Meilisearch accepts datasets in the following formats:


    Documents represented as JSON objects are key-value pairs enclosed by curly brackets. As such, any rule that applies to formatting JSON objects also applies to formatting Meilisearch documents. For example, an attribute must be a string, while a value must be a valid JSON data type.

    Meilisearch will only accept JSON documents when it receives the application/json content-type header.

    As an example, let's say you are creating an index that contains information about movies. A sample document might look like this:

      "id": 1564,
      "title": "Kung Fu Panda",
      "genres": "Children's Animation",
      "release-year": 2008,
      "cast": [
        { "Jack Black": "Po" },
        { "Jackie Chan": "Monkey" }

    In the above example:


    NDJSON or jsonlines objects consist of individual lines where each individual line is valid JSON text and each line is delimited with a newline character. Any rules that apply to formatting NDJSON also apply to Meilisearch documents.

    Meilisearch will only accept NDJSON documents when it receives the application/x-ndjson content-type header.

    Compared to JSON, NDJSON has better writing performance and is less CPU and memory intensive. It is easier to validate and, unlike CSV, can handle nested structures.

    The above JSON document would look like this in NDJSON:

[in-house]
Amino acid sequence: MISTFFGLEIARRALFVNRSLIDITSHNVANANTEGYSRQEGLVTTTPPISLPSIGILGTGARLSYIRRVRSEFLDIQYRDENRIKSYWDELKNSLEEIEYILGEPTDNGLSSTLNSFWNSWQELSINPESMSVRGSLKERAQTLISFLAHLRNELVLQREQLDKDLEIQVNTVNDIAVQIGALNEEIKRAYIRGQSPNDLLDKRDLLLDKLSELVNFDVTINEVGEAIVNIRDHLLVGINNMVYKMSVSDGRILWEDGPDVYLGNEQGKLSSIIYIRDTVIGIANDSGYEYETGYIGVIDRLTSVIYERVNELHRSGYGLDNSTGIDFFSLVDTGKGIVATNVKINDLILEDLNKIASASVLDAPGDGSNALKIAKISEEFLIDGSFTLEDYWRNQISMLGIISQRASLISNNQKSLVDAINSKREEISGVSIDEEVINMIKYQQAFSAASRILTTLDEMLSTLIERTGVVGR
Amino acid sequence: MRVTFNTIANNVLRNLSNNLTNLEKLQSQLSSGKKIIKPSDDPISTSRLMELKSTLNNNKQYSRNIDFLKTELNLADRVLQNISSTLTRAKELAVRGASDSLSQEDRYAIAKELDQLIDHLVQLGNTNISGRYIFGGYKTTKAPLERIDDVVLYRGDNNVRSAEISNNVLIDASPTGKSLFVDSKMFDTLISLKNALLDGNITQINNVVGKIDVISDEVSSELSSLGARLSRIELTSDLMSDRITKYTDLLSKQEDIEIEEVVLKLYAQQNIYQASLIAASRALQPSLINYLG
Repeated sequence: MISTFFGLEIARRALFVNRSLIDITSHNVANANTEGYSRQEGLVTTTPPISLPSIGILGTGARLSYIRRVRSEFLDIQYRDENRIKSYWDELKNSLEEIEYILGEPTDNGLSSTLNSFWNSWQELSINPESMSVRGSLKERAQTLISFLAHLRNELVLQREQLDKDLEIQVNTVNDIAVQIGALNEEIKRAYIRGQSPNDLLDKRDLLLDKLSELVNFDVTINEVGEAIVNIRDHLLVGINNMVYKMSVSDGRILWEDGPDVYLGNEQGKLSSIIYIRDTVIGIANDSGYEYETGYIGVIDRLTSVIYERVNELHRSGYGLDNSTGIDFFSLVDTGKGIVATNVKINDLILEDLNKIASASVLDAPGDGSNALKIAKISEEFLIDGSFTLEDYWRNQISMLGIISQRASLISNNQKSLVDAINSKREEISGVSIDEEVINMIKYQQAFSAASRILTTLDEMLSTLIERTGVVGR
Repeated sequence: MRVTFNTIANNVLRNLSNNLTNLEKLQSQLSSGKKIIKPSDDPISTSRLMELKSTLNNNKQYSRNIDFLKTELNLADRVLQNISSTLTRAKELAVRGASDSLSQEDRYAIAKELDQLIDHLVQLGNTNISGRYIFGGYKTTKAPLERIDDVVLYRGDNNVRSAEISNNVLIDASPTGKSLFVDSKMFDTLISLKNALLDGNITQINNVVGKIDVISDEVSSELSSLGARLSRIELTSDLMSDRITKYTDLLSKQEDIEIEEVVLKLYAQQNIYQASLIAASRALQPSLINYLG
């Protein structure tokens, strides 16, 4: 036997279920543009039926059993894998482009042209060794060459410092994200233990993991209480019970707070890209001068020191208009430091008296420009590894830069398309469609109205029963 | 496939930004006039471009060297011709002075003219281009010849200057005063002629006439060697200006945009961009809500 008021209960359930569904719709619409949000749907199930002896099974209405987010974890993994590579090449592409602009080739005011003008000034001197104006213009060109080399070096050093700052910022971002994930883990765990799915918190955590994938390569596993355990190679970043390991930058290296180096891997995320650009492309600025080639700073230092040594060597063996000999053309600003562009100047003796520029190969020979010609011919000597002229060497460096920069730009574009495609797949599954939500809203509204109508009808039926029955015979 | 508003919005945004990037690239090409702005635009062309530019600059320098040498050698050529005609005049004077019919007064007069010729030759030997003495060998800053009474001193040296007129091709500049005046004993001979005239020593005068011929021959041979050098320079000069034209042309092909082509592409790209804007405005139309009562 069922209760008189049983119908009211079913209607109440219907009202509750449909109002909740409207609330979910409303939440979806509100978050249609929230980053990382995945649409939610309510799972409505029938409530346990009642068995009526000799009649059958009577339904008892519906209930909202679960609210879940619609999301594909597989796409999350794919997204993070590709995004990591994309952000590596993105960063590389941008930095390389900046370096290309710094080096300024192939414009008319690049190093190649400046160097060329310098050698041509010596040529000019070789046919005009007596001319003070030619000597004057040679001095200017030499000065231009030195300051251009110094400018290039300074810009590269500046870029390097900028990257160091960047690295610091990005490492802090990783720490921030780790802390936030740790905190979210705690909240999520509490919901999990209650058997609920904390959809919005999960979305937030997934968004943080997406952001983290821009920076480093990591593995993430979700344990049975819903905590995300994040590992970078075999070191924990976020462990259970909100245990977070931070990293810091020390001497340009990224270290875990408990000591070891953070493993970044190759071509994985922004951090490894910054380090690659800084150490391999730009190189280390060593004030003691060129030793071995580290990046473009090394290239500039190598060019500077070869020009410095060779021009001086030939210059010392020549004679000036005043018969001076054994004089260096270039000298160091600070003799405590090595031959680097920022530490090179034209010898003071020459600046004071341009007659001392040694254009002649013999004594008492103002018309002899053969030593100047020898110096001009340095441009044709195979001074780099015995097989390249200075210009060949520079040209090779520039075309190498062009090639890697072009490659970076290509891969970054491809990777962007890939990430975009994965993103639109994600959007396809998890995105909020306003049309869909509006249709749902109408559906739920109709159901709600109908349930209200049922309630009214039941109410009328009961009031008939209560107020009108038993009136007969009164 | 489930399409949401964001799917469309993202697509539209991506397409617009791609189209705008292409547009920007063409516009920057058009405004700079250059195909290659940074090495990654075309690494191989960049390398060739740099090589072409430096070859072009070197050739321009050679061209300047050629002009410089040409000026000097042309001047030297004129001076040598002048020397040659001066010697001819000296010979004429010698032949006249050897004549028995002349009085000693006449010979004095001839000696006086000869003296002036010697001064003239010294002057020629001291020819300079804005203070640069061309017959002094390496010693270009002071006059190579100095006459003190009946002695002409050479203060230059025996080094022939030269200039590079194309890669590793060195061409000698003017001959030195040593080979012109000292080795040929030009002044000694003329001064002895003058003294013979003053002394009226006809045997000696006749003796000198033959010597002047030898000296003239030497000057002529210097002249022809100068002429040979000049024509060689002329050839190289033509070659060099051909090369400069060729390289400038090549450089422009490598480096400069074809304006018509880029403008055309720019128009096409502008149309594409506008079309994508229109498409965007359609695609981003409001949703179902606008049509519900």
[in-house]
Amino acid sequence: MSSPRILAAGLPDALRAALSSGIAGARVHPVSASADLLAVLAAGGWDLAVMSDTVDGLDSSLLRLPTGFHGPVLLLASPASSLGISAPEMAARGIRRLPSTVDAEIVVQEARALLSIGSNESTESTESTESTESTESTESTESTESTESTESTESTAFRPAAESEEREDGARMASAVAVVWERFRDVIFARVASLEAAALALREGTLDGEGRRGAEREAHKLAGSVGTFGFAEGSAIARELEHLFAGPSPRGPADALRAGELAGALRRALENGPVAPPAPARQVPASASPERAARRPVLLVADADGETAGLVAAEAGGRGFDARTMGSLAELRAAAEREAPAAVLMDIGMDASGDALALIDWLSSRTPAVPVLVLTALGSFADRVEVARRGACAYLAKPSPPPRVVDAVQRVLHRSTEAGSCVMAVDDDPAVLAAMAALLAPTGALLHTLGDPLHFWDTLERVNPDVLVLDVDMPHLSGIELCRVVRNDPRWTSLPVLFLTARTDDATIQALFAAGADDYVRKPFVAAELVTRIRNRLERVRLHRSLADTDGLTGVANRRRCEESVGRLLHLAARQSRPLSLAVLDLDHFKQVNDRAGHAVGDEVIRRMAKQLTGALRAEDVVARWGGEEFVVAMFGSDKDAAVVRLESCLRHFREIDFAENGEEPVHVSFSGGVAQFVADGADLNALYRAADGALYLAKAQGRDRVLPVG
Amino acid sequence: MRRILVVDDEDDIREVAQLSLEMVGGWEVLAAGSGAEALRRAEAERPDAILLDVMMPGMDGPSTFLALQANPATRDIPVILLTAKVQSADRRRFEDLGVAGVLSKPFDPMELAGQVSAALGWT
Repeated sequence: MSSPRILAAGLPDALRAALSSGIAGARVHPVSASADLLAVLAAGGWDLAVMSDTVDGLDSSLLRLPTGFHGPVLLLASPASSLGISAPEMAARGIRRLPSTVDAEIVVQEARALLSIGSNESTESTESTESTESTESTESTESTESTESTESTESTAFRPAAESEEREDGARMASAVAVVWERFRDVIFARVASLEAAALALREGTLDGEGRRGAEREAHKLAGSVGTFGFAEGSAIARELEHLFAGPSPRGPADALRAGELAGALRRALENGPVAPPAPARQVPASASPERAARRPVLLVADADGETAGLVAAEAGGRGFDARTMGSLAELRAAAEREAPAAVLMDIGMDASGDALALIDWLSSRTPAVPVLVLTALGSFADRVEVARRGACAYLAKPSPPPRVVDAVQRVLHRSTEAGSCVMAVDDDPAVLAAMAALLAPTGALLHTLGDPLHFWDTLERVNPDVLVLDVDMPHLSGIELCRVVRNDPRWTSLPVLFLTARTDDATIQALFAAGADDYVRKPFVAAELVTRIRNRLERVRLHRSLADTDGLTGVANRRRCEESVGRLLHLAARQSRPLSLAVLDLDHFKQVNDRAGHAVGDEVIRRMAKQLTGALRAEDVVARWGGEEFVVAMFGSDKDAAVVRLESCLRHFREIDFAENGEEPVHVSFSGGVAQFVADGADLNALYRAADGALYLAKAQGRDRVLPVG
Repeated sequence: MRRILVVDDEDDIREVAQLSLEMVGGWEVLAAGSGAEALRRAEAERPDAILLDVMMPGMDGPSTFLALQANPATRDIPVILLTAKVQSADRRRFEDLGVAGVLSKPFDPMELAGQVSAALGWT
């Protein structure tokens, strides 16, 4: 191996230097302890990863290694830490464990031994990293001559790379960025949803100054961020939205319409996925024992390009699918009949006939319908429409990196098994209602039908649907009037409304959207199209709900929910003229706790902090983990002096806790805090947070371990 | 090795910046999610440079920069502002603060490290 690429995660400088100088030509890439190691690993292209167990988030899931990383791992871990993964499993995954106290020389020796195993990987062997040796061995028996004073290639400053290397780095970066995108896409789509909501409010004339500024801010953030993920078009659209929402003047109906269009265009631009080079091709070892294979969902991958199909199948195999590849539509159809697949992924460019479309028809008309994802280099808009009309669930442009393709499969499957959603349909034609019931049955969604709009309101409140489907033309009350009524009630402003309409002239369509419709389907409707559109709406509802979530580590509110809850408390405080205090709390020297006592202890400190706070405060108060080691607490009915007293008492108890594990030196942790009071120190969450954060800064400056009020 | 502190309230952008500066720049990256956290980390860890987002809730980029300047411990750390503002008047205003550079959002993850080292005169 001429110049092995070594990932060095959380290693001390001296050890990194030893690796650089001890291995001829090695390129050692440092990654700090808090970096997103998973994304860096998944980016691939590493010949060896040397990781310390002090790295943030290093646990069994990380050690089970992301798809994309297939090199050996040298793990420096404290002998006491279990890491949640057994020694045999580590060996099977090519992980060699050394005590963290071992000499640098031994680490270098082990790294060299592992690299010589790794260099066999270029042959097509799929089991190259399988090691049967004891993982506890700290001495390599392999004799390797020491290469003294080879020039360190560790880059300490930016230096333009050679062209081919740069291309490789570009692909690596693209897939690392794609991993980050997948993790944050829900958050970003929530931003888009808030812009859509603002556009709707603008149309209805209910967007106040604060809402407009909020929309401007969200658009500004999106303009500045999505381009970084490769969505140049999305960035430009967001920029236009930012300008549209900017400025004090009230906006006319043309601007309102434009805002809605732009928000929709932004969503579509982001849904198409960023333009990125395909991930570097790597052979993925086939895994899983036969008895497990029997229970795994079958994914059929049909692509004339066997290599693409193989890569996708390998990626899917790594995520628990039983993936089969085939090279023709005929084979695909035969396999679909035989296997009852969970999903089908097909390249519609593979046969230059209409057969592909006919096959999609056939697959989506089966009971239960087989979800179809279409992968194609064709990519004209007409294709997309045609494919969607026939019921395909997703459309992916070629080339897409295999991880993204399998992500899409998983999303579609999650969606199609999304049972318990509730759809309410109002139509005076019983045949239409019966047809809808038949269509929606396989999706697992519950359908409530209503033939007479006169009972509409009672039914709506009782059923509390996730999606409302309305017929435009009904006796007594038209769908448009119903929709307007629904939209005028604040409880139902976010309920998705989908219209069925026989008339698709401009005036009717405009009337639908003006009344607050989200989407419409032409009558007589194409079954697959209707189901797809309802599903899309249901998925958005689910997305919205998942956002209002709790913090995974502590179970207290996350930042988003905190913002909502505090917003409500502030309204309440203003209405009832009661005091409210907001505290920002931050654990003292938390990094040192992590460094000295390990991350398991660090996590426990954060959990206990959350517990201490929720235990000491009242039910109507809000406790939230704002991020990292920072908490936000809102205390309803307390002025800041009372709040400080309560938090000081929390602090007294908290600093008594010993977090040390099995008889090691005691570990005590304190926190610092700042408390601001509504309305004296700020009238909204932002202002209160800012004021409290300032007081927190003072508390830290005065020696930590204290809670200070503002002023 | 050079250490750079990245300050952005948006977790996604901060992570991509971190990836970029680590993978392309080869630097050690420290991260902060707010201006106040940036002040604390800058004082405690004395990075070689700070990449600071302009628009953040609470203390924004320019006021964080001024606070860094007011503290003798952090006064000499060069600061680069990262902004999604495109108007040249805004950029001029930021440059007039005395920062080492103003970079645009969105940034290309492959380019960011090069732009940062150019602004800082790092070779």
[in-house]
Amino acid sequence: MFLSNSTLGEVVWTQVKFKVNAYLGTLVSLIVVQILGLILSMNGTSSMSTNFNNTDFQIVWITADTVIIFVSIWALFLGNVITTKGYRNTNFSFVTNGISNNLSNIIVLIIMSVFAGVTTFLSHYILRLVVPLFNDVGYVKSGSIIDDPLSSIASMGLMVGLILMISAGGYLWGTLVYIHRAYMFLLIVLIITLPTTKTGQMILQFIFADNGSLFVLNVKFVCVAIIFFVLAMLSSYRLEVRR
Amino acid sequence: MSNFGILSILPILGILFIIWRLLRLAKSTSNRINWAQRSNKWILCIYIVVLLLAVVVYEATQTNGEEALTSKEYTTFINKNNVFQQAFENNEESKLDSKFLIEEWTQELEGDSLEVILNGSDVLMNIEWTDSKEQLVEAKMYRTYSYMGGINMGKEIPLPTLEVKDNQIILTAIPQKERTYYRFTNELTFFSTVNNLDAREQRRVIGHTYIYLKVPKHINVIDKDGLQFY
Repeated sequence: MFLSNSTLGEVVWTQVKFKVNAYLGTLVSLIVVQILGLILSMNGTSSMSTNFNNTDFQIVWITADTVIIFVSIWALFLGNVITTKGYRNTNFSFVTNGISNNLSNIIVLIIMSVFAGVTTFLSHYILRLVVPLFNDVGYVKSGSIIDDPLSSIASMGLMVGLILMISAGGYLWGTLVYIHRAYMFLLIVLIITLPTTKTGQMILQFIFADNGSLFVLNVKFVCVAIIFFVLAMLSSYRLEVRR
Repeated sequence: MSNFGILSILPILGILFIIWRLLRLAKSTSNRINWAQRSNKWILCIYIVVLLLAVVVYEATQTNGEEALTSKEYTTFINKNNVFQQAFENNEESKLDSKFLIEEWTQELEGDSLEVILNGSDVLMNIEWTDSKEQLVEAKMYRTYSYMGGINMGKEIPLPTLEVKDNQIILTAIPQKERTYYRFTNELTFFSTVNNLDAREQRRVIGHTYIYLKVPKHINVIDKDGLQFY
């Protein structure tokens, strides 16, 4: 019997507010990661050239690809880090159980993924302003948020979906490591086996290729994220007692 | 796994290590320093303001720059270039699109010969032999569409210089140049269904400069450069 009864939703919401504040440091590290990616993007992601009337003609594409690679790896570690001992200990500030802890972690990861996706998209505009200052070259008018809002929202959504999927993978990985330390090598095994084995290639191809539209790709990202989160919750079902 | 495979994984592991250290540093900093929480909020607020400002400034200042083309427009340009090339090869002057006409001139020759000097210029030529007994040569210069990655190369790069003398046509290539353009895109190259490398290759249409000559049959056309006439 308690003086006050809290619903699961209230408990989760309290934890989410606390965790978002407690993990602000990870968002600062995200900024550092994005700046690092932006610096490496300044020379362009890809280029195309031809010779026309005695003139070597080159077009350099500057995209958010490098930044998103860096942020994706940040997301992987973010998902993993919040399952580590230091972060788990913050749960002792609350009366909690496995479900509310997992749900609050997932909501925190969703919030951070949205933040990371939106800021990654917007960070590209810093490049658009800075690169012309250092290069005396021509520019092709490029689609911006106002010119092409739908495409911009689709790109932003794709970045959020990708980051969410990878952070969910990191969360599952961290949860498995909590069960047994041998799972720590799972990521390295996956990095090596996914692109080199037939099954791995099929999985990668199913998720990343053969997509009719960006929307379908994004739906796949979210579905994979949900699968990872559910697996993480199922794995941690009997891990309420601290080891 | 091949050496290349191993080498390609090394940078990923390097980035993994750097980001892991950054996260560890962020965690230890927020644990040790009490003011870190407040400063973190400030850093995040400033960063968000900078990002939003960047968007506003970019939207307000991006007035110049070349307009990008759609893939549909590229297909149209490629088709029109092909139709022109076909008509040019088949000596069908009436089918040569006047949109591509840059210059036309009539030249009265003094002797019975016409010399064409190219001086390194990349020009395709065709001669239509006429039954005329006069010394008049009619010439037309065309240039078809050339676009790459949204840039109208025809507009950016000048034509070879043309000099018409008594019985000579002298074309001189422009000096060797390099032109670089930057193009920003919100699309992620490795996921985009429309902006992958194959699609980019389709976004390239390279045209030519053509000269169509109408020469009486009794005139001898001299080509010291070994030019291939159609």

{ "id": 1564, "title": "Kung Fu Panda", "genres": "Children's Animation", "release-year": 2008, "cast": [{ "Jack Black": "Po" }, { "Jackie Chan": "Monkey" }] }


    CSV files express data as a sequence of values separated by a delimiter character. Meilisearch accepts string, boolean, and number data types for CSV documents. If you don't specify the data type for an attribute, it will default to string. Empty fields such as ,, and , , will be considered null.

    By default, Meilisearch uses a single comma (,) as the delimiter. Use the csvDelimiter query parameter with the add or update documents or add or replace documents endpoints to set a different character. Any rules that apply to formatting CSV also apply to Meilisearch documents.

    Meilisearch will only accept CSV documents when it receives the text/csv content-type header.

    Compared to JSON, CSV has better writing performance and is less CPU and memory intensive.

    The above JSON document would look like this in CSV:

      "1564","Kung Fu Panda","Children's Animation","2008"

    Since CSV does not support arrays or nested objects, cast cannot be converted to CSV.


    Auto-batching combines similar consecutive operations into a single batch and processes them together. This significantly speeds up the indexing process.

    Meilisearch batches operations such as document addition and deletion when they:

    Tasks within the same batch share the same values for startedAt, finishedAt, and duration.

    If a task fails due to an invalid document, it will be removed from the batch. The rest of the batch will still process normally. If an internal error occurs, the whole batch will fail and all tasks within it will share the same error object.

    Auto-batching and task cancelation

    If the task you’re canceling is part of a batch, Meilisearch interrupts the whole process, discards all progress, and cancels that task. Then, it automatically creates a new batch without the canceled task and immediately starts processing it.